When expecting a market downturn many investors flock to so-called defensive stocks. But, are defensive stocks really safe? A swing trader might make a tidy profit shorting a utility stock when interest rates go up. US News writes that defensive stocks are not safe anymore.
Nervous investors should think twice before diving into so-called defensive stocks, especially those securities with high dividends. You might end up putting more risk into your portfolio than you realize.
Stocks that have less volatility than the overall market and pay higher dividends than most other stocks are often seen as a way to reduce risk in a portfolio. Traditionally, these are found in the defensive sectors, including consumer staples, utilities and health care.
There are two issues at play here. Stocks that pay a good dividend typically take a hit when rates go up and the Fed is likely to raise rates this month. And, many defensive stocks have already been bid up by the market. The advice given by US News is to look for growth, growth that will continue even if the market corrects.
Undervalued Is Good
Barron’s suggests low volatility stocks and undervalued stocks as a defensive strategy.
[Ernesto Ramos] achieves this “sleep-well” portfolio by looking for undervalued stocks that are beginning to regain investors’ favor, while also exhibiting low-risk properties of stable earnings, strong balance sheets, and conservative management. The fund just passed its third birthday and received a four-star rating from Morningstar, was No. 1 in its category (“low volatility”) for 2014, and is No. 6 year-to-date.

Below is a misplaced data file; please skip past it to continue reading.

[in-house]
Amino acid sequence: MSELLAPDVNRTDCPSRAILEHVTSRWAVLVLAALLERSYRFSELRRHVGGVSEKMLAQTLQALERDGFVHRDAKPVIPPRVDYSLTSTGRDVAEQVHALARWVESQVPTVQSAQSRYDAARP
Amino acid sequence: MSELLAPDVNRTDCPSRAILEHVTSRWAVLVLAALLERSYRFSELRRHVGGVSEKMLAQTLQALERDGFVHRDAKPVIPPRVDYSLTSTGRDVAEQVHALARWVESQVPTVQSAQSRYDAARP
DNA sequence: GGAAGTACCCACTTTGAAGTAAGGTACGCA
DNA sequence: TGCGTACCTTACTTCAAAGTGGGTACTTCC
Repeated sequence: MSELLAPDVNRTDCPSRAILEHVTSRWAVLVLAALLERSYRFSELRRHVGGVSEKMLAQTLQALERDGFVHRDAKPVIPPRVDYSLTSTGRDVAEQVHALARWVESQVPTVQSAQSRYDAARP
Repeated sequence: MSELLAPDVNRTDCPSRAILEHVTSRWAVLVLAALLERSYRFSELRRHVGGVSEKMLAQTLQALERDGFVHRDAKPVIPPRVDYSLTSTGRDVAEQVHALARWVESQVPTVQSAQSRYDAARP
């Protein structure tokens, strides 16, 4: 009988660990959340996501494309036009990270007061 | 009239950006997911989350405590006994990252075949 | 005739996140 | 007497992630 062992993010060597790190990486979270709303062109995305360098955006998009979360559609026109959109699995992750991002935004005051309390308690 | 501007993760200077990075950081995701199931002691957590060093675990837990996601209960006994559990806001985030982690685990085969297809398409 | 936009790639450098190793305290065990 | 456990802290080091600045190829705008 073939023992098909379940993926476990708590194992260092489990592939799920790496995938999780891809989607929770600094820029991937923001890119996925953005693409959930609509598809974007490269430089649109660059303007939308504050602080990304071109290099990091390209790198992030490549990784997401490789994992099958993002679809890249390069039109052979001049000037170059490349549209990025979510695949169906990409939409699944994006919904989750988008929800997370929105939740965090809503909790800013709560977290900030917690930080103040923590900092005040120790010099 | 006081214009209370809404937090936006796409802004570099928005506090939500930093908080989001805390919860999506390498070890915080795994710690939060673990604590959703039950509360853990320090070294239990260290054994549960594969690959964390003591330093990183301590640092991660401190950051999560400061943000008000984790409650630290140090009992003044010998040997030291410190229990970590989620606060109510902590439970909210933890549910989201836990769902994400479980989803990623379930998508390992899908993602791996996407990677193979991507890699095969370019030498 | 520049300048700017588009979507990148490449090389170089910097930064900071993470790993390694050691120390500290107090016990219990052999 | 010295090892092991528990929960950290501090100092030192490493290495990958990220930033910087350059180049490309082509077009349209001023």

This is the approach that investors should take and these are stocks that traders probably want to avoid.
What to Trade?
A lot of money has flowed into a handful of stocks in the S&P 500 in the last year. The top ten stocks by market cap in the S&P 500 have gone up 14% in the last year and all of the rest have fallen 6%. If you are looking for bargains as well as defensive stocks don’t look to Apple or Amazon. If you are looking for stocks that might well correct heavily at some point take a look at Amazon.com which has a P/E ratio of 900! Market Watch says there are numbers that Amazon does not want you to see.
Amazon’s size cuts both ways. As the law of large numbers teaches us, a company will find it increasingly difficult to maintain its growth rate as it gets bigger. Why should Amazon be exempt from this law?
Nejat Seyhun, a finance professor at the University of Michigan, says there’s another factor that Amazon’s investors appear to be overlooking: The vigor with which other retailers will fight back to keep Amazon from grabbing as much market share as Wall Street expects.
A decade ago, of course, many of those other retailers were ill-prepared to exploit the potentials of Internet retailing. The $13.7 billion per year of sales by which Amazon increased its market share represented the low-lying fruit on those other retailers’ trees.
The point being that as a company gets larger growth becomes more difficult. But, timing the correction of Amazon might be difficult so one might consider put options instead of selling short. In any case always do your homework first before trading.